Page Three Again

Page Three, take two.

As eager as I am to get rolling with this story, I want to make sure I commit to a look that I'll be happy with when I'm knee deep in pages. I also want to find a way to do this comic that doesn't take too long, because I work on it in my spare time.

This page is digitally inked and I've redone my colors, which I think look less muddy than my previous version. I've also made some changes to the drawing, such as I made the girl's hair more disheveled and I removed the man's mask.

If you want to compare the two page threes, the first version of page three is here.

Once I finish posting all five pages in the opening sequence, I'll announce the story title, set up an online archive of the pages and all that. Thank you for following along and being so supportive. :)


Toria said…
I am really enjoying seeing the development as you go :D

When comparing the 2 versions, I find the bat is much easier to notice in the digital one, and I also find his blindness more effective with the white eyes than the blindfold.

I preferred the warmer grey from the first one, both because the warm muddiness feels softer & more comforting to me (which may not be the feeling you want to convey the story) and the way the blue contrasts more strongly with it compared to the cooler grey in the digital version. But thats my colour preference bias (I love warm greys & muddy soft colours), and I have no idea of the big picture of the story. I am assuming, because you made the changes, that the new ones are more appropriate to the story, so I'm going with it.

But I love both and am excited to see this story unfold.
Bill Gathen said…
The added highlights in the upper-left and on his robe really help define the shapes and make the characters pop out.

I think visual clarity is extra-important when you're doing a non-standard scene. If it's two familiar characters sitting across a table from each other, our eyes parse that no matter how cluttered the bg.

But since there are so many novel elements in this panel -- the bat, the strange shapes flowing from his sleeves, the shape-shifting -- it's important that they are very distinct so we can make sense of them.

It's developing beautifully. Looking forward to more. :-)
love lovely said…
i am SO excited for this :) i cant wait.
cvj said…

This is beautiful work and stunningly executed, as I've come to realize is a trademark of yours.

I've one observation, and I apologize if you are not open to such comments... feel free to ignore: I often worry about depictions of the blind that use too strong a visual physical abnormality to show the reader that they are blind. I guess I worry about how it might subconsciously encourage the reader (young and impressionable, or not) to treat the blind as "other" in the real world. So while the lack of pupils are striking and effective (and may well have a reason in the backstory) I wonder if there are other ways that are more subtle and as effective in this medium for depicting a blind character when you don't have the external props of the sort you dispensed with*. It is a hard task, but given how remarkably expressive you are as an artist, I have a feeling that you could pull it off if anyone can. One can imagine restoring his pupils but making them very pale... or maybe doing something with his body language (the gaze, etc?)... or maybe following the approach of someone like Picasso, who often put a lot of shadow around the eyes for his blind subjects...partly as a poignant symbol I imagine...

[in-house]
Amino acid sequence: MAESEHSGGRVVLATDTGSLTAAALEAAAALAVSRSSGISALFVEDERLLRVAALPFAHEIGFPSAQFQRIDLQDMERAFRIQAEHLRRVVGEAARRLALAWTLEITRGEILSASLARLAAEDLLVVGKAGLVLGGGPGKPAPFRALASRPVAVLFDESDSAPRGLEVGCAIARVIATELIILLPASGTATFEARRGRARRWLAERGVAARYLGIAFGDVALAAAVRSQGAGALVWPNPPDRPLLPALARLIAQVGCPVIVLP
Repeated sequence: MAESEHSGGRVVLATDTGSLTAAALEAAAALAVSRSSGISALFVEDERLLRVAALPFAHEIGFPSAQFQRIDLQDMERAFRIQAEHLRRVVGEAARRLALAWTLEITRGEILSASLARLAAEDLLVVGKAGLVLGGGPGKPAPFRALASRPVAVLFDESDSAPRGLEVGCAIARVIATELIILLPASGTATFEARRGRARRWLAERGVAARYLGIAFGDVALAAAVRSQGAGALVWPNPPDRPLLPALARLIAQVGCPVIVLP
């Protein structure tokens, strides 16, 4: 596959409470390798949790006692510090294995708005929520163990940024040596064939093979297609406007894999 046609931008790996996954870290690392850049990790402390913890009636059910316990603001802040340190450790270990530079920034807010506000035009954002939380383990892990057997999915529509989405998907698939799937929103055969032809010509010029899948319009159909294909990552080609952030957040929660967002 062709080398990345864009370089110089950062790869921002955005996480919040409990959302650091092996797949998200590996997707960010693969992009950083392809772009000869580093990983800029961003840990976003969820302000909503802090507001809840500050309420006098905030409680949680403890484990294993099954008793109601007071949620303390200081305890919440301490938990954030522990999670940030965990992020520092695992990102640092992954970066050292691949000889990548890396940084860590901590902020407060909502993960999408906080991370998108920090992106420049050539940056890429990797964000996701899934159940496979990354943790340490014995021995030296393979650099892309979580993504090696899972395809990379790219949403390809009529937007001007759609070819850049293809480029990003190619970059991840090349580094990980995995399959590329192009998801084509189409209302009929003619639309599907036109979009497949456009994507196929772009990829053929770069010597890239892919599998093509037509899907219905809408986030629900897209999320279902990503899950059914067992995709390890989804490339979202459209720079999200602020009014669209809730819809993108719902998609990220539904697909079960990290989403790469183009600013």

Sorry for the long (and possibly unwelcome) thought...



*Also, pupil-less eyes have become a standard visual trope for depicting aliens in closely related genres... might throw your readers off track?
stephen said…
I'm a big fan of the new pose for the girl in her second depiction, feels like a more natural, reactive pose. Also, changing the tones has given it much more contrast and less muddiness, good move. The digital inking looks great as well - a lot cleaner. Also, I think if I was blind I wouldn't bother with tying something over my eyes so that works too. All around good changes I would say. Can't wait for more! :)
sarah said…
Thank you everyone,

I apologize about being so slow to respond here, it's been one of those weeks so far. That said, I really appreciate all of the thoughtful comments and interesting feedback about the colors, tones, inks and the way I've decided to depict the characters. All great food for thought as I move forward. Thank you.

I can't wait to dig deeper into this story. Hoping to finish up page four sometime this week. The inks and lettering are done, it just needs some color.

Tyson said…
Sarah, you are a fantastic artist and storyteller. I loved the Wellington Division, and I'm really excited to see where this one goes. Thanks for making this freely available. You rock.
sarah said…
Hey Tyson!

Thank you so much. It's good to hear from you and I hope all is well.


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